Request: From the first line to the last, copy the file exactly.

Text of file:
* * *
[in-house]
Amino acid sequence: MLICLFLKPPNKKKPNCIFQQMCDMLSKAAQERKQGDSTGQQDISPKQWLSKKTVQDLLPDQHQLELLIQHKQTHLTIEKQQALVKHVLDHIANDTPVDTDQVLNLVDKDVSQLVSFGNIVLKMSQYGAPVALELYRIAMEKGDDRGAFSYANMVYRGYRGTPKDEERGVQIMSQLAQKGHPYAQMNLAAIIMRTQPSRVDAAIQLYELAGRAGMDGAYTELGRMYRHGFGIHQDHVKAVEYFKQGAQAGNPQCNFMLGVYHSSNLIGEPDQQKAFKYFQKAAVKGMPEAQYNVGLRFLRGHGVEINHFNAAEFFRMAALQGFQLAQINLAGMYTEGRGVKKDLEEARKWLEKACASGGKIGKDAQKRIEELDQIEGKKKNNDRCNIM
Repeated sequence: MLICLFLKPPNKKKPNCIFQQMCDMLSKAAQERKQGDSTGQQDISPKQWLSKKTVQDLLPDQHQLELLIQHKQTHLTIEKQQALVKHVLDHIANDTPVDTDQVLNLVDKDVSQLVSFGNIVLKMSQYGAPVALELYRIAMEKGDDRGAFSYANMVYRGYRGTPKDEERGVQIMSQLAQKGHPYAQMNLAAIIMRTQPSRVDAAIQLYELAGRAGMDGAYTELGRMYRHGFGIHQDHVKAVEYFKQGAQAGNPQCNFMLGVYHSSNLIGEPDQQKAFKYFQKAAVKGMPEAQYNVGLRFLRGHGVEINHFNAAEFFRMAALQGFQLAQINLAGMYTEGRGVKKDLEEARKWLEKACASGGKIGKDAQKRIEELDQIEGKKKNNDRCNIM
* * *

[in-house]
Amino acid sequence: MLICLFLKPPNKKKPNCIFQQMCDMLSKAAQERKQGDSTGQQDISPKQWLSKKTVQDLLPDQHQLELLIQHKQTHLTIEKQQALVKHVLDHIANDTPVDTDQVLNLVDKDVSQLVSFGNIVLKMSQYGAPVALELYRIAMEKGDDRGAFSYANMVYRGYRGTPKDEERGVQIMSQLAQKGHPYAQMNLAAIIMRTQPSRVDAAIQLYELAGRAGMDGAYTELGRMYRHGFGIHQDHVKAVEYFKQGAQAGNPQCNFMLGVYHSSNLIGEPDQQKAFKYFQKAAVKGMPEAQYNVGLRFLRGHGVEINHFNAAEFFRMAALQGFQLAQINLAGMYTEGRGVKKDLEEARKWLEKACASGGKIGKDAQKRIEELDQIEGKKKNNDRCNIM
Repeated sequence: MLICLFLKPPNKKKPNCIFQQMCDMLSKAAQERKQGDSTGQQDISPKQWLSKKTVQDLLPDQHQLELLIQHKQTHLTIEKQQALVKHVLDHIANDTPVDTDQVLNLVDKDVSQLVSFGNIVLKMSQYGAPVALELYRIAMEKGDDRGAFSYANMVYRGYRGTPKDEERGVQIMSQLAQKGHPYAQMNLAAIIMRTQPSRVDAAIQLYELAGRAGMDGAYTELGRMYRHGFGIHQDHVKAVEYFKQGAQAGNPQCNFMLGVYHSSNLIGEPDQQKAFKYFQKAAVKGMPEAQYNVGLRFLRGHGVEINHFNAAEFFRMAALQGFQLAQINLAGMYTEGRGVKKDLEEARKWLEKACASGGKIGKDAQKRIEELDQIEGKKKNNDRCNIM